This is all in contrast to my very sensible background as a Doctor’s daughter growing up in the 70s and 80s in Sydney, Australia. My Dad is a rock: a man of great integrity with a work and family ethic that I hope has rubbed off on me. My mother certainly wasn’t in the shadows either. As a stylish woman who was focused on her family, fashion resonated with her, but only in a conversational way. Her central interests were in art and culture.

I took after her and didn’t go the science route, but was drawn to people and what made them tick: the humanities. At University I did an Arts degree with a major in sociology, thriving on all the tutorials, lectures, and debate about politics. To this day I love to mull over every angle.

When Jonathan and I got together (we met on one of Sydney’s most beautiful beaches, Camp Cove, Watsons Bay) he was over the whole world of stockbroking; he wanted to unchain from a desk and be more freed up. So we set up our own business, sourcing fashion jewelry overseas and importing it to Australia. It was a brilliant way to tap into our passion for getting out there to see the world and, as creative director and head buyer, for me to start to use my visual sense and aesthetic in a commercial forum.

We then moved in the direction of homewares, and started importing some really unique lines from Mexico and Asia. Even though we were in a successful business, I was still interested in doing something for myself. When we built our own house it was the most natural thing in the world for me to collaborate and be involved with the scale, spatial feeling and decor. Jonathan and I are both visually oriented people so we cared about every brick and bolt of fabric that went into that place.

My interior design business began organically, out of my genuine passion and hobby, which is a great way to start a business - and I ran it for 13 years. I did houses, restaurants and all sorts of interesting projects (including a string of three houses together). It is an amazingly creative outlet and made work more like fun. That’s all I could ever wish for my kids: do what you love.

My love of fashion was always there, during this time, a grace note to my other visual focus, interiors. If I had any spare time I would always be browsing through shops, finding hidden or not-so-hidden treasures for myself and putting my own looks together; keeping on top of what was happening in the world of fashion; discovering new stores or who is on the scene in Sydney or on visits to Europe, Africa and America.

A lot of the clients I had in the interiors business used to ask me to help them buy clothes. I did not have the time to split focus and do both. And at the time fashion was a very personal interest, but the idea stayed on my radar. People in different aspects of my life kept asking, “Where do I buy jeans?”  “I need a new look.” “Where did you get that top you’re wearing, I have never seen anything like it?” The demand kept growing. And again, so did I! I was pregnant with my third child. I was proud of what I had achieved with architectural spaces and decided that the time was ripe to make the change to the more intimate visual scale of fashion. So my styling business just organically evolved the same way, doing something I loved.

THE SHEIRA EFFECT - MY PROCESS

WHO ARE YOU?  I get together with my clients and become acquainted with the most important part: what’s going on under the surface. I need to know a little about their heart and soul that is ready to shine through, and be expressed through fashion a little more effectively.

LIFESTYLE  We then talk through her personal needs, including work commitments, social needs and family requirements. Her life is my blueprint and I need to build on that.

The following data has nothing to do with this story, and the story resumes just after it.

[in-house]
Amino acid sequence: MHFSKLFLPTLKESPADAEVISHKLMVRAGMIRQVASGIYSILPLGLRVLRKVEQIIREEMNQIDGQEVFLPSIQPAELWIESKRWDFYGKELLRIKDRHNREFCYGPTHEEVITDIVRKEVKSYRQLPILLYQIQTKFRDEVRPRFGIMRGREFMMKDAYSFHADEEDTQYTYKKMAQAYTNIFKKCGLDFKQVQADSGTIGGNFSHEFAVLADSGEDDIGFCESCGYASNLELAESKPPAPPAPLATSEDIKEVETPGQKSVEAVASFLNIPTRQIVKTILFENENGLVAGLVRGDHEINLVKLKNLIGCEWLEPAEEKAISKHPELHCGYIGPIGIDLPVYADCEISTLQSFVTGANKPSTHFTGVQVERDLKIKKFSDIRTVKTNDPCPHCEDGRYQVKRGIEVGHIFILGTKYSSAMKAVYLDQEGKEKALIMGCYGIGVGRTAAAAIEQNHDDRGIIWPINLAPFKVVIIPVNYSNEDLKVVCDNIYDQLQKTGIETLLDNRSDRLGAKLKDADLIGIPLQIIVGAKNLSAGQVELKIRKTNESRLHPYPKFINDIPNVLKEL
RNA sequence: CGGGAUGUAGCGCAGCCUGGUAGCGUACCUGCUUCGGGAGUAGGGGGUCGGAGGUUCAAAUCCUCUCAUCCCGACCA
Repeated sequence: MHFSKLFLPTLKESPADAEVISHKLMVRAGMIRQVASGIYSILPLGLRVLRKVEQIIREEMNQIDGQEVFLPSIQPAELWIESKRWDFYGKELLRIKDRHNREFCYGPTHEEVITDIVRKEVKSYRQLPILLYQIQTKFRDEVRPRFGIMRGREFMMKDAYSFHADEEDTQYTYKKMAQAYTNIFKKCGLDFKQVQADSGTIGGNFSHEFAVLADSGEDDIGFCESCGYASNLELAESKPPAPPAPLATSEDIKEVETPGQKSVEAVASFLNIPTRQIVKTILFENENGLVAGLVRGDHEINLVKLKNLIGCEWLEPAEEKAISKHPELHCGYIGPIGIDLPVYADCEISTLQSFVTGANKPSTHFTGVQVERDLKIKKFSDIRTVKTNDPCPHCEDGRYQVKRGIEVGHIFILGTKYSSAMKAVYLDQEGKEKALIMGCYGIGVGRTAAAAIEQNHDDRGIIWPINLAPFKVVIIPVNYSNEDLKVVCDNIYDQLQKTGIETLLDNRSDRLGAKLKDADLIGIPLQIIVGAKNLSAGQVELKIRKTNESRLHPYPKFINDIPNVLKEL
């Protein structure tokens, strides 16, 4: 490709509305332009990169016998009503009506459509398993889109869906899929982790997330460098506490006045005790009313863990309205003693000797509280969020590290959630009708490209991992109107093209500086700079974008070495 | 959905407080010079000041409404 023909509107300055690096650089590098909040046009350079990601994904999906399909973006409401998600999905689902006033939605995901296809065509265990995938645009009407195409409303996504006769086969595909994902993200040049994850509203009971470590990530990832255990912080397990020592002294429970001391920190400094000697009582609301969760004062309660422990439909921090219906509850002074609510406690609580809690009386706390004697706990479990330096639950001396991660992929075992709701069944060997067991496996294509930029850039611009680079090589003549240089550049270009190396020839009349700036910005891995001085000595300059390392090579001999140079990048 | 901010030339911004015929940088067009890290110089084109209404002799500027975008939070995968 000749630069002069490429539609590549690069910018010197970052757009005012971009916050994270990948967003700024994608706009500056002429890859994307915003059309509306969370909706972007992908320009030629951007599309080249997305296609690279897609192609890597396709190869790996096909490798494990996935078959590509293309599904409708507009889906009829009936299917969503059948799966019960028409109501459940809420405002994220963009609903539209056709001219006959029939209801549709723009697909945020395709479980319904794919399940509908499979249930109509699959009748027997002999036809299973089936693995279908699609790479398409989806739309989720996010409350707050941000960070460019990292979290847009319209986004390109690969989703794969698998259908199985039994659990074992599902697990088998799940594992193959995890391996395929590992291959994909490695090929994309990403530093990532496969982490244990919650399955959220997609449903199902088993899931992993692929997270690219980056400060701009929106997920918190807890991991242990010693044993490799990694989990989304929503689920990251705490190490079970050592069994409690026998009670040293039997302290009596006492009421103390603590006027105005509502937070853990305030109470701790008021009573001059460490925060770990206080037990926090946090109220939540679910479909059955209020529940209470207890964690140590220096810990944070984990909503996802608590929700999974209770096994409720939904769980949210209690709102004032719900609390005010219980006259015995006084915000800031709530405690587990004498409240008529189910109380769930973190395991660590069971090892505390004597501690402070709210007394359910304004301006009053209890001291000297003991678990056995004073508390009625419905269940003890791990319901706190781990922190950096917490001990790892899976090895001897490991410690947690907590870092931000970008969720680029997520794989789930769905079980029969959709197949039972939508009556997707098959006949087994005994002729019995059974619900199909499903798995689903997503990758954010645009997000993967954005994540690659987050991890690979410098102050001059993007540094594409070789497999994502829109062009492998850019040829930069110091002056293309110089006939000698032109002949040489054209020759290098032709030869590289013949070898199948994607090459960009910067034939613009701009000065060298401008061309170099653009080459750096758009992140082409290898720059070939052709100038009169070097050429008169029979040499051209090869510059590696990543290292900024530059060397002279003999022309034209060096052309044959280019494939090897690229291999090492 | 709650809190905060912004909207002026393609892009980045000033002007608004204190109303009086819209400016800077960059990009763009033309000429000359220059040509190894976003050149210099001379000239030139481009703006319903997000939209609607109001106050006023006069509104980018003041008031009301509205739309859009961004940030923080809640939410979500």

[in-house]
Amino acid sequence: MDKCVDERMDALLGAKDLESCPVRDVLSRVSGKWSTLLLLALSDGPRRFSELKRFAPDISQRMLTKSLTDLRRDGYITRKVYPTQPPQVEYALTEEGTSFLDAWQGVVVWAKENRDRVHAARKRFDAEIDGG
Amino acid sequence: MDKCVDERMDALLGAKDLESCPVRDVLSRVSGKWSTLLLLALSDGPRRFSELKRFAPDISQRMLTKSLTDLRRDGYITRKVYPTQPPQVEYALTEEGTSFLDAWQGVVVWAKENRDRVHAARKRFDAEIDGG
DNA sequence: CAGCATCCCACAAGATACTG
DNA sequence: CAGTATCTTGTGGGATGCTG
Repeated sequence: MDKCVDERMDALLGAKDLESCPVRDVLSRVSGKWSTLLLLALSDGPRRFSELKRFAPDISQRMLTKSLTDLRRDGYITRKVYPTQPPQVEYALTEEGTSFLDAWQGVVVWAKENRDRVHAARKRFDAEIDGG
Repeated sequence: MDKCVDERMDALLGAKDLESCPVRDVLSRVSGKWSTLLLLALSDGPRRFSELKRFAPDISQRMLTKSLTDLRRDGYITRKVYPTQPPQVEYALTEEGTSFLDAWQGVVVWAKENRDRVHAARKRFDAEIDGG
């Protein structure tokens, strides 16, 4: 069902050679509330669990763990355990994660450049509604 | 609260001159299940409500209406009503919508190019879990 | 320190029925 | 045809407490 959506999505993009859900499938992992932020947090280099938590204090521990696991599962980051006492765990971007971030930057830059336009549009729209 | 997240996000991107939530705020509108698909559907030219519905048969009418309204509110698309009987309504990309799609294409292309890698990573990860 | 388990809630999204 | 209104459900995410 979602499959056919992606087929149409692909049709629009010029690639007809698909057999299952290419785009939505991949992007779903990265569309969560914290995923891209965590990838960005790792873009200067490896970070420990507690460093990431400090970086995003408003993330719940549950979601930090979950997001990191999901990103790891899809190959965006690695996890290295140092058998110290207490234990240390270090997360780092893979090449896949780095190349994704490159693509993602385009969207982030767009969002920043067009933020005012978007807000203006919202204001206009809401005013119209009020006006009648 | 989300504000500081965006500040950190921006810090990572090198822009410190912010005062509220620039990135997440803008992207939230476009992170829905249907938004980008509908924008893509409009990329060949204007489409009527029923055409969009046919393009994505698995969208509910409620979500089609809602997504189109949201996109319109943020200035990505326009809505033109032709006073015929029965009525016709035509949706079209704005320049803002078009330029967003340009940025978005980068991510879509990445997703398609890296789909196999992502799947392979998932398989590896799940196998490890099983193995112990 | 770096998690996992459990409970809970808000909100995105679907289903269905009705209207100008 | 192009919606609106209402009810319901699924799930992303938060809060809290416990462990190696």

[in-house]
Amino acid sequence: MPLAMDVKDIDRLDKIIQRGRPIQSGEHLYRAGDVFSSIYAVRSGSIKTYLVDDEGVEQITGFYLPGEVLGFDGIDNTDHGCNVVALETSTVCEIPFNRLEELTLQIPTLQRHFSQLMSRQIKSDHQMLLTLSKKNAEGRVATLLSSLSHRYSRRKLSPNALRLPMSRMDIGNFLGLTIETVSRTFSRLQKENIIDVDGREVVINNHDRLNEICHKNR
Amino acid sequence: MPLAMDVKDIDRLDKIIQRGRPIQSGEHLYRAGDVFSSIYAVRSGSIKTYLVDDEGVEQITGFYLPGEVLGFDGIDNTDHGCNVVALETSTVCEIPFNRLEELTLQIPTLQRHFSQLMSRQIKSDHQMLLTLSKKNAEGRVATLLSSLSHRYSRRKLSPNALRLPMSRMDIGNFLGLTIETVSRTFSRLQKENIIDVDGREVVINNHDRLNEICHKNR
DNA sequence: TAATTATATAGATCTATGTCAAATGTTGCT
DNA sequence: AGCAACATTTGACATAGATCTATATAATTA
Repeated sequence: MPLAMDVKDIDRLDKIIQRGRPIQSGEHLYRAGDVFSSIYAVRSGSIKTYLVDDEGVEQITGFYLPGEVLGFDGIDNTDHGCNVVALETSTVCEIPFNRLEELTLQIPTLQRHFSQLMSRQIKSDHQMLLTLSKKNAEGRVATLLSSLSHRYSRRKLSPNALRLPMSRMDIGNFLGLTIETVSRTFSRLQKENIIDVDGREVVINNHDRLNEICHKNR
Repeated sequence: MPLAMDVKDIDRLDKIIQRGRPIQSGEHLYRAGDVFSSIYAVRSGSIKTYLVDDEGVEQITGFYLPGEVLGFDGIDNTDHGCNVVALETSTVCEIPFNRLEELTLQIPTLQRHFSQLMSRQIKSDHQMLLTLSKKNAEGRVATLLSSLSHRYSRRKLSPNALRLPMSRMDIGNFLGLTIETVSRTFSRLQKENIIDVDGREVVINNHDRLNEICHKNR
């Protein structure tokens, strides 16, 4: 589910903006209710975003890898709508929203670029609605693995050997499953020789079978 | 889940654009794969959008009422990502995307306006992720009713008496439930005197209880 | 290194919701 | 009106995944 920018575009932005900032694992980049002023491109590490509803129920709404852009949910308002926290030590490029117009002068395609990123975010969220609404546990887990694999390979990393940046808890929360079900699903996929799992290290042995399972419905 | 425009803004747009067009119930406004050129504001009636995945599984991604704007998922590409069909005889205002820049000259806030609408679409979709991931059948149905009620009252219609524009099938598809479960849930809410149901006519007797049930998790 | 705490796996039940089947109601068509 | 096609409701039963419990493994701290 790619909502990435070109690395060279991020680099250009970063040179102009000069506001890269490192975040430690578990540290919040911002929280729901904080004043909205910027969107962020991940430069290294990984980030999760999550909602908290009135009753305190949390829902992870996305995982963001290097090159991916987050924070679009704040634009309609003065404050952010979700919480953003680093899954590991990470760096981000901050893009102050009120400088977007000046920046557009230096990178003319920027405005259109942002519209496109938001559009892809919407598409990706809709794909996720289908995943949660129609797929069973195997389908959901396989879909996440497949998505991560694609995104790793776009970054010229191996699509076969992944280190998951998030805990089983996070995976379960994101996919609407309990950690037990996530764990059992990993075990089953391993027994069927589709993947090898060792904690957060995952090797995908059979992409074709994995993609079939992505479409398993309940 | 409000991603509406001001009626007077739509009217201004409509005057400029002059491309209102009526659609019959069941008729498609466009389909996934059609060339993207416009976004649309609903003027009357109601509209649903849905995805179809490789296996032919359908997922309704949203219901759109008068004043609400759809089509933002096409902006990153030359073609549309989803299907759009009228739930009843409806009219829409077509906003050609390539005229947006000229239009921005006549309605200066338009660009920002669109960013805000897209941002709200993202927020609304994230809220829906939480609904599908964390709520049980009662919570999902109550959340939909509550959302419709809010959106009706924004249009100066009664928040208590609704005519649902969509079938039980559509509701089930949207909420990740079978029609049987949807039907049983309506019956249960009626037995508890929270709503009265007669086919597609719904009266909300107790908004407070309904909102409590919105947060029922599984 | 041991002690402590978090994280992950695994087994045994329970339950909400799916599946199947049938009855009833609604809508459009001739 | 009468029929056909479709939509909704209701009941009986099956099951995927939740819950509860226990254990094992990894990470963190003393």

BAD HABITS  We look at the nuts and bolts difficulties of the existing wardrobe, whether it’s fashion mistakes, solving storage problems or identifying compulsions and patterns that we can address and correct. Sometimes it’s not just our wardrobes that are cluttered; it’s our mind!

YOU’RE OUTTA HERE!  The fun part is overhauling the look. My clients crave honesty and if they are dressing like a missionary or overdosing on the manmade fabrics, I’ll tell them! It’s like a comedy  - it’s so liberating to eliminate all the unsuitable items that are clogging up their closet space and their life, not to mention getting in the way. I want to clear space for the great, new stuff.

RETAIL THERAPY  Then we shop (how fun is this job!) and I build a successful and gorgeous, flattering wardrobe of clothes, shoes, handbags and accessories. It really is the pot of gold at the end of the rainbow and nothing is more gratifying than delivering that. I am more than happy to apply my process to husbands, children and teenagers too - each comes with its own set of issues and challenges, but the principles are the same.

JONATHAN ON SHEIRA’S STYLE

One of the things I love most about Sheira is the way that her own strong, powerful style is stamped on everything she does, from throwing a dinner party, decorating our home, to putting on jewelry and making it work. She is one of those rare women who goes beyond being really clever or savvy about trends; she is a trendsetter.

She already had knockout style when we met as young twenty-somethings.. Sheira is this family matriarch,our rock, always there for us no matter what, always making our family life tick over. Yet somehow she pulls that off with the effortless,visual flair and glamour of a lady of leisure who peels grapes on a chaise lounge all day! She truly is one of the best mums I know - yet a sophisticated, polished, exquisitely put together one. She has raised the bar high for our boys…   

She is ahead of her time, which is easily recognized by her own peers, but even our son Josh’s friends, hip, happening 18 or 19 year old girls, look up to Sheira as a style icon. I’m pretty proud that she defies the generation gap and inspires all kinds of women. If a leather jacket or a bag she’s wearing can cut it with picky teenagers and uptown matrons then she must be onto something! And I want her to share it with you here at SHEIRA SAID on jonathansaid.com